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Nov. 6-19 . 2015
The focus of QNotes is to serve the LGBT and straight ally communities of the Charlotte region, North Carolina and beyond, by featuring arts, entertainment, news and views content in print and online that directly enlightens, informs and engages the readers about LGBT life and social justice issues.
by Mauricio Rezende, Orlando Fla. :: guest contributor
No GOP Congress has ever cut AIDS funding. Florida Gov. Rick Scott selected an openly gay man as his chief economic development adviser. Mr. Scott also appointed the president of the Log Cabin Republicans of Miami to the Florida Commission on the Status of Women. And Illinois Gov. Bruce Rauner joined New Jersey Gov. Chris Christie in banning conversion therapy. When the Light is shining in, the gay press should not keep their readers in the dark. : :
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Transgender Awareness Month
Task Force recognizes trans community Strides made, but more work left to do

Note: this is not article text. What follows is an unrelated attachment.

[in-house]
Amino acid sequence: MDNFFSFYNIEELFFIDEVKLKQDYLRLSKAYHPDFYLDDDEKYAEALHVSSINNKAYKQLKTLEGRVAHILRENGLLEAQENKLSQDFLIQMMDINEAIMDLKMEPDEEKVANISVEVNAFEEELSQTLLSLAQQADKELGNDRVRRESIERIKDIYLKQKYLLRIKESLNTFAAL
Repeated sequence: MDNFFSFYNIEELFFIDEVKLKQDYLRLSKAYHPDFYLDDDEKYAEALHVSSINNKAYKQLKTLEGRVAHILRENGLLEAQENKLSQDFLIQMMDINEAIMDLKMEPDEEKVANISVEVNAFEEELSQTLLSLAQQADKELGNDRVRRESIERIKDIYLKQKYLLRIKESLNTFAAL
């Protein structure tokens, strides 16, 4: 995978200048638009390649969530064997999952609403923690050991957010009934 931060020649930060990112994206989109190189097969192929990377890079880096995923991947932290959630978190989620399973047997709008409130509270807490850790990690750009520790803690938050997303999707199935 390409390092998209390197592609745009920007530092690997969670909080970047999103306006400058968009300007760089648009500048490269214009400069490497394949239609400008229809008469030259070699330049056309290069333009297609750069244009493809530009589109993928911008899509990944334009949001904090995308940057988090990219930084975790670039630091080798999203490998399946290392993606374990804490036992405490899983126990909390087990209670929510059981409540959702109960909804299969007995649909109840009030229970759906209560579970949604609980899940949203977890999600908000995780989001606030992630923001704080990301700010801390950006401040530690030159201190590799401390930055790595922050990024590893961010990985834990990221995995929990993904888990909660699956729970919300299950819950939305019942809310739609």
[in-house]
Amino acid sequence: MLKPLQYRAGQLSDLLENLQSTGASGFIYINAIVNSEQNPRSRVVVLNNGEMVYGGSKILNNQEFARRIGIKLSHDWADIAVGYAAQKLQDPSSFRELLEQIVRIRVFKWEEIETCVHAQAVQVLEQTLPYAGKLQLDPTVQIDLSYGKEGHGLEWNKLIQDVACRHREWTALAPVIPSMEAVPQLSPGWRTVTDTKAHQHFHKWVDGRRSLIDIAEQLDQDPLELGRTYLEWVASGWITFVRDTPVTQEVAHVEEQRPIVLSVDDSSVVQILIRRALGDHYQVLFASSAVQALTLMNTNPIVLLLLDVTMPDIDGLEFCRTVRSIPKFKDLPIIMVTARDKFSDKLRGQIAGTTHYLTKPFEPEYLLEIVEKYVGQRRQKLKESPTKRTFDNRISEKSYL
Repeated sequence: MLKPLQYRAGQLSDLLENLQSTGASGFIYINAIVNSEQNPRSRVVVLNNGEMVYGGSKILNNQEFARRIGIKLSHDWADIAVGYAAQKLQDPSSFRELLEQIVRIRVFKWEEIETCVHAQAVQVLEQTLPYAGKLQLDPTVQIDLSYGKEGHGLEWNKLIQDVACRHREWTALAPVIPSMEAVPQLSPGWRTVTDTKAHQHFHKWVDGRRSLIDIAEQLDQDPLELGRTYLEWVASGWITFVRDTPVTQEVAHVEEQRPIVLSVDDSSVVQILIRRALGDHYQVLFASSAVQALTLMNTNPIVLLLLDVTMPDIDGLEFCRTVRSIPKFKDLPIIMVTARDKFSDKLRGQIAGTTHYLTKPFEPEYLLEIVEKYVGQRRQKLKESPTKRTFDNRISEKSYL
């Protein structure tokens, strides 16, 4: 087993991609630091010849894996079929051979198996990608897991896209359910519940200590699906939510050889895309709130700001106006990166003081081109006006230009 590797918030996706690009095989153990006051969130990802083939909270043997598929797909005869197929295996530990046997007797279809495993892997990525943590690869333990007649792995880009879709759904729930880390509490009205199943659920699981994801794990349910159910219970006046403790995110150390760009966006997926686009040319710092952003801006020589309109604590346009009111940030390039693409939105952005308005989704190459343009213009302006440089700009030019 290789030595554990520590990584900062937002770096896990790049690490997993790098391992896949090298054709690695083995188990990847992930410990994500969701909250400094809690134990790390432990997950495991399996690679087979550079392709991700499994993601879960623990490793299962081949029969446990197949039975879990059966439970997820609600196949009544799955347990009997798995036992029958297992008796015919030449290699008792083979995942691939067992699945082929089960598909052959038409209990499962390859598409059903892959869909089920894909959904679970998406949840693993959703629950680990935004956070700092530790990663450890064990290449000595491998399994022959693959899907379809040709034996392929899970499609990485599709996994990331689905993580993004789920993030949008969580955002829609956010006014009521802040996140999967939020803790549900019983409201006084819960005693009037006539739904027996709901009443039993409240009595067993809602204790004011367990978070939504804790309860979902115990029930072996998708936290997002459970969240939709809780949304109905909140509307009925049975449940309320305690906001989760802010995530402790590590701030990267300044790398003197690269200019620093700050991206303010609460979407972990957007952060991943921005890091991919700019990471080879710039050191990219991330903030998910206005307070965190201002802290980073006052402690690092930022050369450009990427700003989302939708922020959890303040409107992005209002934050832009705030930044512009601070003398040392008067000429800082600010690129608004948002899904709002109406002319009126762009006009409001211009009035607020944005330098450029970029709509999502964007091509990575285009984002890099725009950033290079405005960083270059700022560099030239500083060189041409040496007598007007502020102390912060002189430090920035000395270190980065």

s we mark Transgender Awareness Month, there is much to celebrate in terms of awareness for the transgender community, but there are urgent issues that must be addressed that directly affect transgender lives. For the first time, and with activist and actor Laverne Cox blazing the trail, we have two popular television shows with transgender characters in lead roles — “Transparent” and “Sense8” — in addition to the reality shows “I am Cait” and “I am Jazz.” The former has broken new ground by not only featuring Caitlyn Jenner, but also transgender activists such as Angelica Ross who have spoken to the experiences of trans women of color and low-income trans people. This has literally “introduced” millions of Americans to transgender people for the first time and is a success indicator for the years of work to highlight the transgender community and the issues that they face. President Barack Obama made history this year by being the first president to mention transgender people in a State of the Union Address. Indeed, the Obama Administration has continued to show strong support for the transgender community — from coming out against conversion therapy after the suicide of Leelah Alcorn, to speaking out against the violence against transgender women of color during a White House reception, to defending transgender teen Gavin Grimm’s right to use the